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This article in AJ

  1. Vol. 67 No. 2, p. 247-251
     
    Received: Apr 1, 1974


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doi:10.2134/agronj1975.00021962006700020019x

Evaluation of Laboratory Methods for Determining Quality of Corn and Sorghum Silages: II. Chemical Methods for Predicting In Vivo Digestibility1

  1. G. C. Marten2,
  2. R. D. Goodrich3,
  3. A. R. Schmid4,
  4. J. C. Meiske3,
  5. R. M. Jordan3 and
  6. J. G. Linn5

Abstract

Abstract

Numerous chemical procedures have been suggested for predicting feeding quality of perennial forages but none have been adequately tested for their ability to predict quality of silages of corn (Zea mays L.) and sorghum [Sorghum bicolor (L.) Moench, S. sudanense (Piper) Stapf, and their hybrid]. The objective of this phase of a comprehensive study was to determine the value of 20 of these chemical procedures for predicting in vivo digestibility of corn and sorghum silages.

We determined in vivo digestible dry matter (DDM) of 51 silages (17 in each of 3 years) in conventional sheep feeding trials.

Acid detergent fiber (ADF) was the best chemical predictor of in vivo DDM for both corn and sorghum silages. ADF concentration accounted for 80% of the variation in digestibility of sorghum silages and 61% of the variation in digestibility of corn silages. More than half of the variation in digestibility of these silages was also accounted for by calculated cellulose and by crude fiber (CF) concentration. Permanganate lignin accounted for 74% of the variation in digestibility of sorghum silages but only 23% of the variation in corn silage digestibility. Inclusion of crude protein concentration did not improve the digestibility prediction potential of ADF, CF, or the other chemical methods.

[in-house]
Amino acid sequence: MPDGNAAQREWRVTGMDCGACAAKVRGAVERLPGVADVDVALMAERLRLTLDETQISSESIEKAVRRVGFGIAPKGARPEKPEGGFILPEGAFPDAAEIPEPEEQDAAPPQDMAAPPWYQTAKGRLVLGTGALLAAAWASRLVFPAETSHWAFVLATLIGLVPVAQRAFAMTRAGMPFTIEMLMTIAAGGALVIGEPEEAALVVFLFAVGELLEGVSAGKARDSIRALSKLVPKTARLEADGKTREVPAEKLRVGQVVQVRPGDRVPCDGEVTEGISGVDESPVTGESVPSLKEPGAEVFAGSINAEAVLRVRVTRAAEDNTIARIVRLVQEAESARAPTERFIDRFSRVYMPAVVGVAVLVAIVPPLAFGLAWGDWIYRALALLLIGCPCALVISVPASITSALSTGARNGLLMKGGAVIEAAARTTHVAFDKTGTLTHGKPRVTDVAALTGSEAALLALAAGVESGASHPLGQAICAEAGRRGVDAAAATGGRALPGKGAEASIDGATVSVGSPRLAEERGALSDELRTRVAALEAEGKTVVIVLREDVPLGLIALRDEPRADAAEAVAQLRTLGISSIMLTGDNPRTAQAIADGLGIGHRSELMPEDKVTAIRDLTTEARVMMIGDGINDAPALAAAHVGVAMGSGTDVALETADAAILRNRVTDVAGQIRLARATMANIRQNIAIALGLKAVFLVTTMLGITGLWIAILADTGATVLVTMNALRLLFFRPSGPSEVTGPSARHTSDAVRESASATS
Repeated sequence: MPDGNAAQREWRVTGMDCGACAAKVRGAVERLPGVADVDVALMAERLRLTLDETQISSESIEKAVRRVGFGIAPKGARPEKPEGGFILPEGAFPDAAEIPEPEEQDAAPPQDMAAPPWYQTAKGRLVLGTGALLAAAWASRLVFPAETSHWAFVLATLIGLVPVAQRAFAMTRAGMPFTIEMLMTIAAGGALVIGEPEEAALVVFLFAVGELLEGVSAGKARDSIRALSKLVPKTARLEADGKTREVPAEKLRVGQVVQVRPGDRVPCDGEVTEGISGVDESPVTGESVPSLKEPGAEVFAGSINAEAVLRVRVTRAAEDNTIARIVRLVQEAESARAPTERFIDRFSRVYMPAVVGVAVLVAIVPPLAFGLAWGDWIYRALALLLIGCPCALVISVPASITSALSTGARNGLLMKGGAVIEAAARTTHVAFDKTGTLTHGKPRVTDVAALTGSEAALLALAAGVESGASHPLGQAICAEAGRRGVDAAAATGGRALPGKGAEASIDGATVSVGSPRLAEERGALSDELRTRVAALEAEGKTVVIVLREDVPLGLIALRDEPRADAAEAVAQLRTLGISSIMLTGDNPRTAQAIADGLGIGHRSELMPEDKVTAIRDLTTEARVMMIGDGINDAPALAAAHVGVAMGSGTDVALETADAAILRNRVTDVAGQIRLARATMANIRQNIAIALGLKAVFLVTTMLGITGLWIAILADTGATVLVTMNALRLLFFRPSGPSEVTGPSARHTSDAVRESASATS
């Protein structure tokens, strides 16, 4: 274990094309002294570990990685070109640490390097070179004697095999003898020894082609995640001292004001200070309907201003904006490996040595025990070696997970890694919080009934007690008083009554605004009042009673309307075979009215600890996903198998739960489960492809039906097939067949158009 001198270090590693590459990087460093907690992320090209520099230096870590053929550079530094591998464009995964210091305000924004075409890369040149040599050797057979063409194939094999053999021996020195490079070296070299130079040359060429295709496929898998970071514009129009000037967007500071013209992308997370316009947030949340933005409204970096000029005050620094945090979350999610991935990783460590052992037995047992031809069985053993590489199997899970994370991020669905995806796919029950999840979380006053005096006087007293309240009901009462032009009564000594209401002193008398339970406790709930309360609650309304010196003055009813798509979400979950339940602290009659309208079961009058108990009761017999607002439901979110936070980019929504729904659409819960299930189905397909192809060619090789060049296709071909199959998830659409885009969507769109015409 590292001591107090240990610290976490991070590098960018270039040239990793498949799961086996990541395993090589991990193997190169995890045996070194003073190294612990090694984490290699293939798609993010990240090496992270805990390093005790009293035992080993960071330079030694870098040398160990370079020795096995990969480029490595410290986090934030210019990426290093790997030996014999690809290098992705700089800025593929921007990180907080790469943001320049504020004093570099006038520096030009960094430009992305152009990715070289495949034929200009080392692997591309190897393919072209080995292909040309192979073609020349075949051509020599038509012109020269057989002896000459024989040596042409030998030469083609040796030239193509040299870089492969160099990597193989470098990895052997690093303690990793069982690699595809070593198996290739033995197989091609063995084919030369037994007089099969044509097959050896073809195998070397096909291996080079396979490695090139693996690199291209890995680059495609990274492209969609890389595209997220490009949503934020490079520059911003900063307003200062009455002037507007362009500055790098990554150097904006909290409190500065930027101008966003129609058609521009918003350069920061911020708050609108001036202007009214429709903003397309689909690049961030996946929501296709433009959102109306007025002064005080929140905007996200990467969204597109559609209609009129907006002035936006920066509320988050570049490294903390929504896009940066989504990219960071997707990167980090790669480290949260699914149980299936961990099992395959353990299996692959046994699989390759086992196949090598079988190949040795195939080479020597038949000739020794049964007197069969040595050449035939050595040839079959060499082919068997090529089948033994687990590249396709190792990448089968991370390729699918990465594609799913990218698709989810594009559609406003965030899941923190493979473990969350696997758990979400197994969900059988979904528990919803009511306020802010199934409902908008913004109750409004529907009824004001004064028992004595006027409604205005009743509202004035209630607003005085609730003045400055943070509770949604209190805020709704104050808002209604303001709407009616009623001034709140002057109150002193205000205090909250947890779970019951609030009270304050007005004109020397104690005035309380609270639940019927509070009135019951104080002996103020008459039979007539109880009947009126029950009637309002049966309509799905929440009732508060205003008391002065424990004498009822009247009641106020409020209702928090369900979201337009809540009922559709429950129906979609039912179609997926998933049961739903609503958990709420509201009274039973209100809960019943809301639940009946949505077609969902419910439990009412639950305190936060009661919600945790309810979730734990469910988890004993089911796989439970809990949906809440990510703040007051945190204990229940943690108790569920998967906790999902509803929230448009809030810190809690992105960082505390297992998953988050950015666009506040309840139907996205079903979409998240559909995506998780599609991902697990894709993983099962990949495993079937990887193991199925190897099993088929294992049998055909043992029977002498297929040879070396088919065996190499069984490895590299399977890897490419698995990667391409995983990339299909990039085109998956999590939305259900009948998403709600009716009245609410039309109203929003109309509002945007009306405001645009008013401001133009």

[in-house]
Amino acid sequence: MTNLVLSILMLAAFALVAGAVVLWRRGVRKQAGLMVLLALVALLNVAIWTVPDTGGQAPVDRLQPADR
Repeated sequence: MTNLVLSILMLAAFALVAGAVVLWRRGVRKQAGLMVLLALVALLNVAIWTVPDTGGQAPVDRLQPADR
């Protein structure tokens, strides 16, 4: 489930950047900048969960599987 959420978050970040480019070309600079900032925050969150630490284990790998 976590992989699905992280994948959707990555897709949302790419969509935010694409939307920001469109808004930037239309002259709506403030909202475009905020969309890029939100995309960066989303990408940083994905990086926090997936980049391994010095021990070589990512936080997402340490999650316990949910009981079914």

The Van Soest summative equation, acid detergent lignin (ADL), ADL/ADF, dry matter solubility in 1 NH2SO4, and solubility in acid pepsin all failed to provide satisfactory estimates of corn or sorghum silage digestibility.

None of the chemical methods equaled our modified Tilley and Terry in vitro DDM as a predictor of in vivo DDM of corn or sorghum silages. However, ADF accounted for only 4% less of the variation in digestibility of sorghum silages and 9% less of the variation in digestibility of corn silages than did in vitro DDM. The relatively low cost of ADF analysis makes it a useful procedure for testing silages that are intended as feeds for ruminants.

We present simple regression equations for prediction of in vivo DDM of corn and sorghum silages from their concentrations of several chemical entities.

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